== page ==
Ireland’s online safety code criticised for allowing ‘toxic’ algorithms

28 May 2024

Image: © Suzi Media/

ICCL senior fellow Dr Johnny Ryan said the draft code underwent a ‘dangerous u-turn’ by no longer addressing recommender systems.

A new draft of Ireland’s online safety code has been criticised for not addressing “toxic” algorithms used by social media companies.

Coimisiún na Meán (CnaM) – Ireland’s media regulator – shared the latest draft of its online safety code yesterday (27 May), which will be submitted to the European Commission for assessment.

These rules will form part of Ireland’s overall online safety framework, which will aim to make digital platforms accountable for how they protect people online. The code puts obligations on video-sharing platforms to protect users from harmful content.

Some of the measures listed in this draft code include prohibiting harmful content, age verification measures to prevent children from accessing certain content and providing parental controls on these platforms.

But the Irish Council of Civil Liberties (ICCL) has criticised the latest draft of the code for removing measures to address “recommender systems” – algorithms that suggest content to users based on data it has gathered about those particular users.

A survey commissioned by the ICCL and Uplift earlier this year suggests most of the Irish population wants social media algorithms to be regulated more strictly. The ICCL and more than 60 organisations made a submission to CnaM earlier this year, urging action on recommender systems.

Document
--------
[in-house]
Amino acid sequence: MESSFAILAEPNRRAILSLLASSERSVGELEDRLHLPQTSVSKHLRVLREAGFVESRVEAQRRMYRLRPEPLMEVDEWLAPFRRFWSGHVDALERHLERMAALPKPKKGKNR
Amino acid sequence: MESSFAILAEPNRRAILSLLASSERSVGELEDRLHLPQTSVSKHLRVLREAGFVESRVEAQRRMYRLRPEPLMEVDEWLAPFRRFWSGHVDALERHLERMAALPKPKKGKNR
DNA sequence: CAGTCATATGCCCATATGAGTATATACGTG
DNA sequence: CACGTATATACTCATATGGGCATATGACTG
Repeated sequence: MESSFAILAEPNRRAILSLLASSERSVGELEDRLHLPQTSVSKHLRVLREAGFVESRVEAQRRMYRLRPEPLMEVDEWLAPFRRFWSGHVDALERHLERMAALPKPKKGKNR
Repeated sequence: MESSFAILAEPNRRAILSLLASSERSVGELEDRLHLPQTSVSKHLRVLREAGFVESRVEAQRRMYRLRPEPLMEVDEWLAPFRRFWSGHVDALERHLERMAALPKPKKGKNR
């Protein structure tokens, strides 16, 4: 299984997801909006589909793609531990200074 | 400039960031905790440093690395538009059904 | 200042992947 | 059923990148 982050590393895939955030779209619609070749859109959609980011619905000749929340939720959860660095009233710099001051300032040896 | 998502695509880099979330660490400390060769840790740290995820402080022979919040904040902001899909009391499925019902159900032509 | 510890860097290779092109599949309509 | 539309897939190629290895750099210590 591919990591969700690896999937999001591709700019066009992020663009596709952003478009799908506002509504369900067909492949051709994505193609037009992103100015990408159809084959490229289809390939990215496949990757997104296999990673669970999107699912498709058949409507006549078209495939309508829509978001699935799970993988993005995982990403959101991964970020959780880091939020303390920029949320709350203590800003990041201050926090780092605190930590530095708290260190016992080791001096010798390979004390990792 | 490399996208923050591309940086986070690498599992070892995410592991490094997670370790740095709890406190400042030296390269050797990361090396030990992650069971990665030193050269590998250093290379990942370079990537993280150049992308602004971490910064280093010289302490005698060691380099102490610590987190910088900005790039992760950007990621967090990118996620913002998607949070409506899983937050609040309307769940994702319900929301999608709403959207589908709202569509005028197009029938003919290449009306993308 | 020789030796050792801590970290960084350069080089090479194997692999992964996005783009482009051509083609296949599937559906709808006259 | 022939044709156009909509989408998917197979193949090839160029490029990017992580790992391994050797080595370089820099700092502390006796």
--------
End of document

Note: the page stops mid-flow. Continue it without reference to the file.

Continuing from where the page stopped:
ICCL senior fellow Dr Johnny Ryan responded to the removal of these measures and said it is a “dangerous u-turn”.

“In December, Coimisiún na Meán’s draft code showed the world what leadership in reining in Big Tech looks like,” Ryan said. “Everybody supports giving users the freedom to decide for themselves whether they can be profiled and fed algorithmic content.

“We are dismayed that Coimisiún na Meán has removed this essential measure from the code.”

CnaM told RTÉ that it recognises the harmful impact recommender systems can have, but it will be best to tackle these dangers through the implementation of the EU’s Digital Services Act. Ryan claimed the Irish regulator has had its “wings clipped” by the European Commission.

Find out how emerging tech trends are transforming tomorrow with our new podcast, Future Human: The Series. Listen now on Spotify, on Apple or wherever you get your podcasts.

Leigh Mc Gowran is a journalist with Silicon Republic